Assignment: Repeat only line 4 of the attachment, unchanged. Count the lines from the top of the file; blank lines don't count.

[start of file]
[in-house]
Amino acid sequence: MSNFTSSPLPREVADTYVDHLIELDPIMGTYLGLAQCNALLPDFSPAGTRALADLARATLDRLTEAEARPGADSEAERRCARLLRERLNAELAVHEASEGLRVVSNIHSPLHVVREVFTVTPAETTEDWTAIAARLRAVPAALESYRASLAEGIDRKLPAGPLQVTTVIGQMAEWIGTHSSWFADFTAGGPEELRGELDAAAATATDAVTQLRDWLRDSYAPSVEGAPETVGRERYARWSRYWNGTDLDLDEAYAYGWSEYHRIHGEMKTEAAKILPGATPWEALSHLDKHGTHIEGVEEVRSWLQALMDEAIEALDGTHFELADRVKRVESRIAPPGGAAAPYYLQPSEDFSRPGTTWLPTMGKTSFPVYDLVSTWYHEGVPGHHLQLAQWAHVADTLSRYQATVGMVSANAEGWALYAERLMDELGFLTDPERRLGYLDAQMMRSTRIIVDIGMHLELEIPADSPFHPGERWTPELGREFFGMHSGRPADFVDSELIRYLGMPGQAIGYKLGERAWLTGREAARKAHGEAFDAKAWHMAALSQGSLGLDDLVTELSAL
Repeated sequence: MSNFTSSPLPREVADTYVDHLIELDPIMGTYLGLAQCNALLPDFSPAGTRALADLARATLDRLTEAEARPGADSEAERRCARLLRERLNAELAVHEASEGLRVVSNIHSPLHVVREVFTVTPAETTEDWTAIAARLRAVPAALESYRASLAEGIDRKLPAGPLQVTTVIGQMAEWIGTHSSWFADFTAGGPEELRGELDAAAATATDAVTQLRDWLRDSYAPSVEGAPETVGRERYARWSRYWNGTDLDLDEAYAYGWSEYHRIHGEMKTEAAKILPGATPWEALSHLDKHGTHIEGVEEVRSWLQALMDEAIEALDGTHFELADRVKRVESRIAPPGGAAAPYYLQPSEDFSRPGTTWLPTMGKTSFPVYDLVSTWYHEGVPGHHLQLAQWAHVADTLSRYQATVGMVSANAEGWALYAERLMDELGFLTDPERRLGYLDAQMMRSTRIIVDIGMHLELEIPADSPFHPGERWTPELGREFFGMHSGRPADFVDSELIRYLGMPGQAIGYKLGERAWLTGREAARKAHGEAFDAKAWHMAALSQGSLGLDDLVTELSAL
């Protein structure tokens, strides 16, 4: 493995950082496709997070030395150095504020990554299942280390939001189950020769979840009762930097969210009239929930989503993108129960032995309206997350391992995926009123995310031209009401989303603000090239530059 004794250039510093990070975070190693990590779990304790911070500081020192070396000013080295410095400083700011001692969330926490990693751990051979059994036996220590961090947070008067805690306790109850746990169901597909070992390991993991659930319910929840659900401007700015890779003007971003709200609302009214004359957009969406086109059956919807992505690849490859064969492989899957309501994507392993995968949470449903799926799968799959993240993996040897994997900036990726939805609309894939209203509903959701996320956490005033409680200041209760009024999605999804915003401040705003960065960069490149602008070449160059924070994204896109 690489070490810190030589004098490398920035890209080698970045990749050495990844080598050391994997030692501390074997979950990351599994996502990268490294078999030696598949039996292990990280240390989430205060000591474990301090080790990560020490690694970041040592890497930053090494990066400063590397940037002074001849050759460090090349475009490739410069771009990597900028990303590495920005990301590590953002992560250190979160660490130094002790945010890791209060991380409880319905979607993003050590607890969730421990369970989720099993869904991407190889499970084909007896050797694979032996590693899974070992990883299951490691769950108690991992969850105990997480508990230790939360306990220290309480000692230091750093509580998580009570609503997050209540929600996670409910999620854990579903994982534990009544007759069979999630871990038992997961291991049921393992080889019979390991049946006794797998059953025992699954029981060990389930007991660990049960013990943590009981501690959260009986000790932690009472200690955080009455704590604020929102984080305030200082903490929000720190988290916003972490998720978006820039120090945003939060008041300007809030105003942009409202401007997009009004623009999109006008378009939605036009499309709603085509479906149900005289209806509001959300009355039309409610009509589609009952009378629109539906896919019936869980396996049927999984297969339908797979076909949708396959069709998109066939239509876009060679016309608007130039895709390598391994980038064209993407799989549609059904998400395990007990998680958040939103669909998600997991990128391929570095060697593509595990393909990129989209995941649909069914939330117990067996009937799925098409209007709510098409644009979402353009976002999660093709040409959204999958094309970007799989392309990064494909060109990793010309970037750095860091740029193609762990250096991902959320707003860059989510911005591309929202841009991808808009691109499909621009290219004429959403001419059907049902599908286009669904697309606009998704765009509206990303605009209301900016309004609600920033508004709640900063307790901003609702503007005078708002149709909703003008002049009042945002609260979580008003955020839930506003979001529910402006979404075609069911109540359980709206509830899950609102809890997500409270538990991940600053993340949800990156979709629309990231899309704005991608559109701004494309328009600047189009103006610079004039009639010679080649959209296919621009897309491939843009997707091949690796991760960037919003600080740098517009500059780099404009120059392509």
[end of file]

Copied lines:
């Protein structure tokens, strides 16, 4: 493995950082496709997070030395150095504020990554299942280390939001189950020769979840009762930097969210009239929930989503993108129960032995309206997350391992995926009123995310031209009401989303603000090239530059 004794250039510093990070975070190693990590779990304790911070500081020192070396000013080295410095400083700011001692969330926490990693751990051979059994036996220590961090947070008067805690306790109850746990169901597909070992390991993991659930319910929840659900401007700015890779003007971003709200609302009214004359957009969406086109059956919807992505690849490859064969492989899957309501994507392993995968949470449903799926799968799959993240993996040897994997900036990726939805609309894939209203509903959701996320956490005033409680200041209760009024999605999804915003401040705003960065960069490149602008070449160059924070994204896109 690489070490810190030589004098490398920035890209080698970045990749050495990844080598050391994997030692501390074997979950990351599994996502990268490294078999030696598949039996292990990280240390989430205060000591474990301090080790990560020490690694970041040592890497930053090494990066400063590397940037002074001849050759460090090349475009490739410069771009990597900028990303590495920005990301590590953002992560250190979160660490130094002790945010890791209060991380409880319905979607993003050590607890969730421990369970989720099993869904991407190889499970084909007896050797694979032996590693899974070992990883299951490691769950108690991992969850105990997480508990230790939360306990220290309480000692230091750093509580998580009570609503997050209540929600996670409910999620854990579903994982534990009544007759069979999630871990038992997961291991049921393992080889019979390991049946006794797998059953025992699954029981060990389930007991660990049960013990943590009981501690959260009986000790932690009472200690955080009455704590604020929102984080305030200082903490929000720190988290916003972490998720978006820039120090945003939060008041300007809030105003942009409202401007997009009004623009999109006008378009939605036009499309709603085509479906149900005289209806509001959300009355039309409610009509589609009952009378629109539906896919019936869980396996049927999984297969339908797979076909949708396959069709998109066939239509876009060679016309608007130039895709390598391994980038064209993407799989549609059904998400395990007990998680958040939103669909998600997991990128391929570095060697593509595990393909990129989209995941649909069914939330117990067996009937799925098409209007709510098409644009979402353009976002999660093709040409959204999958094309970007799989392309990064494909060109990793010309970037750095860091740029193609762990250096991902959320707003860059989510911005591309929202841009991808808009691109499909621009290219004429959403001419059907049902599908286009669904697309606009998704765009509206990303605009209301900016309004609600920033508004709640900063307790901003609702503007005078708002149709909703003008002049009042945002609260979580008003955020839930506003979001529910402006979404075609069911109540359980709206509830899950609102809890997500409270538990991940600053993340949800990156979709629309990231899309704005991608559109701004494309328009600047189009103006610079004039009639010679080649959209296919621009897309491939843009997707091949690796991760960037919003600080740098517009500059780099404009120059392509």